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Interpretation Response #04-0285 ([The Field Museum] [Ms. Jolynn Parchen])

Below is the interpretation response detail and a list of regulations sections applicable to this response.

Interpretation Response Details

Response Publish Date:

Company Name: The Field Museum

Individual Name: Ms. Jolynn Parchen

Location State: IL Country: US

View the Interpretation Document

Response text:

Apr 26, 2005


Ms. Jolynn Parchen                 Reference No. 04-0285
Safety and Benefits Manager
Human Resources
The Field Museum
1400 S. Lake Sore Drive
Chicago, Illinois 70605-2496

Dear Ms. Parchen:

This responds to your letter dated December 17, 2004 regarding the Hazardous Materials Regulations HMR 49 CFR parts 171-180 as they apply to the shipment of museum artifacts preserved with arsenic dust. Specifically, you ask if shipments of artifacts treated with arsenical dust are not subject to the HMR. You provided information, as follows:

From the 1890s into thel94Os, natural history museums, like the Field Museum, used arsenical dust as a pesticide to help preserve certain artifacts in their collections. Generally, these artifacts are made of organic materials such as hides, feathers, fur or wood. The residue of this arsenical dust remains on the surface of treated artifacts.

The Merckoquant® Arsenic Test is used to determine whether or not the artifact has been contaminated with arsenic. Using the Merckoquant® Arsenic Test, the museum determined that the most contaminated artifacts tested at less than 0.003 grams per liter arsenical dust from 1 cm area swab. This is equivalent of 0.014 grams per square foot of arsenical dust on the entire artifact surface. For example, the largest contaminated object tested to date is a New Guinea mask of maximum dimensions 20’ x 4’x4’, having a surface area of 320 square feet. A total of 4.9 grams arsenical dust would be present on the surface area of the mask if the whole surface were equally contaminated.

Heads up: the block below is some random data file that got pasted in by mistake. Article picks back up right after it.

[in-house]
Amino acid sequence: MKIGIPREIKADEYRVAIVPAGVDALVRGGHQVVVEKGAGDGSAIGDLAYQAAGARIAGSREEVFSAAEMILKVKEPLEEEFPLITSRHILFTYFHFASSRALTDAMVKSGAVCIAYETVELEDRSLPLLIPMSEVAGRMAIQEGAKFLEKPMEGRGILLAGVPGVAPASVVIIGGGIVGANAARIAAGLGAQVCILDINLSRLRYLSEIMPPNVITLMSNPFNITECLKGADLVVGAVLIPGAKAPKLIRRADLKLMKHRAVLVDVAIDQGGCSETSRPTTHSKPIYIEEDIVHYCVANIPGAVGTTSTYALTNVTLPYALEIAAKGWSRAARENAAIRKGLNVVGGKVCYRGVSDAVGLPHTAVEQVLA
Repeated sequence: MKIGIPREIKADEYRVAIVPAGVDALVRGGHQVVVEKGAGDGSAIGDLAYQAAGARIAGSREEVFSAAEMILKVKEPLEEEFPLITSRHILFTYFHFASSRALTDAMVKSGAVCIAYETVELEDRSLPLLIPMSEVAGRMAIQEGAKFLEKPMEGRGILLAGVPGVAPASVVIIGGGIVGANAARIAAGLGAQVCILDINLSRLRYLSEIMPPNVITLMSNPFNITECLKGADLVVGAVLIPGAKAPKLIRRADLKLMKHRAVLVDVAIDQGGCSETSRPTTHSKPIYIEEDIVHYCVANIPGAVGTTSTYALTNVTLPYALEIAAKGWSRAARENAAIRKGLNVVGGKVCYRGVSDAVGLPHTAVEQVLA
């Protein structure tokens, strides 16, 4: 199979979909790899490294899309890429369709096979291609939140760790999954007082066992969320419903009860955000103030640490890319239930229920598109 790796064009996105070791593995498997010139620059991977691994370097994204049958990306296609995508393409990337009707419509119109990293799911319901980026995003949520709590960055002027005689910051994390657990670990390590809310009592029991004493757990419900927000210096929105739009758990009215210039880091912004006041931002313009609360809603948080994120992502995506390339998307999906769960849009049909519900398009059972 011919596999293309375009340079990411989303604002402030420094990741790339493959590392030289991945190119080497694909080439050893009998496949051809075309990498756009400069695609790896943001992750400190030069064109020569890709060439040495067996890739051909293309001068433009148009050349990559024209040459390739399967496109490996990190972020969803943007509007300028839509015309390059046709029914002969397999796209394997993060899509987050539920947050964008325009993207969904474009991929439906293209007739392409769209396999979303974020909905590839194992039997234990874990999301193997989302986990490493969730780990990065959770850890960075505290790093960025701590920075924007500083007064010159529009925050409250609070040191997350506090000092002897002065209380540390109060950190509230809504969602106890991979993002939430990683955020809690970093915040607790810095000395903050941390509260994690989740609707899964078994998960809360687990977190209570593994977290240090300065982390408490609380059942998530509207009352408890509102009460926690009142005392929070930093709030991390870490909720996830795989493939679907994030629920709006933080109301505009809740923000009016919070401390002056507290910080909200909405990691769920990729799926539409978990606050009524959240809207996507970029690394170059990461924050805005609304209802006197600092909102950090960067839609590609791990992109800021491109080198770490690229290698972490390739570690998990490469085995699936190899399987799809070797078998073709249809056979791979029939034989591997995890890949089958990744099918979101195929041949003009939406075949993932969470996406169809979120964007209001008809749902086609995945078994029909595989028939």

The Field Museum receives numerous requests each year from other institutions to loan artifacts to them for research and public exhibition. For preservation reasons, artifacts that move in transportation are packed in multiple layers of impact, shock, and vibration absorbing materials. The custom-made crates are made of 5/8’ plywood and 1” by 4” wood battens that are lined with at least 2” thick planks of medium to high density closed cell polyester foam. Each artifact is in its own custom-made internal compartment that is made with lower density polyester foam and lined with Tyvek™ polyethylene sheet.

Under the HMR, tests to determine if a material meets the definition for a Division 6.1 (poisonous) material are found at § 173.132, which specifies oral, dermal or inhalation toxicity criteria. If a material does not meet the criteria for a Division 6.1 (poisonous) material or any other hazard class, it is not subject to the requirements of the HMR.

Although a residue of the arsenical dust remains on the surface of the artifacts, it is our opinion that the packaging you utilize for shipment of the artifacts is sufficient to mitigate the minimal hazard that may be present during transportation. Therefore, 5hipments of artifacts with surface residues of arsenical dust that are packaged as described in your letter are not subject to regulation under the HMR.

I hope this satisfies your inquiry. If we can be of further assistance, please contact us.



John A. Gale
Chief, Standards Development
Office of Hazardous Materials Standards

172.101, 173.132

Regulation Sections

Section Subject
172.101 Purpose and use of hazardous materials table
173.132 Class 6, Division 6.1-Definitions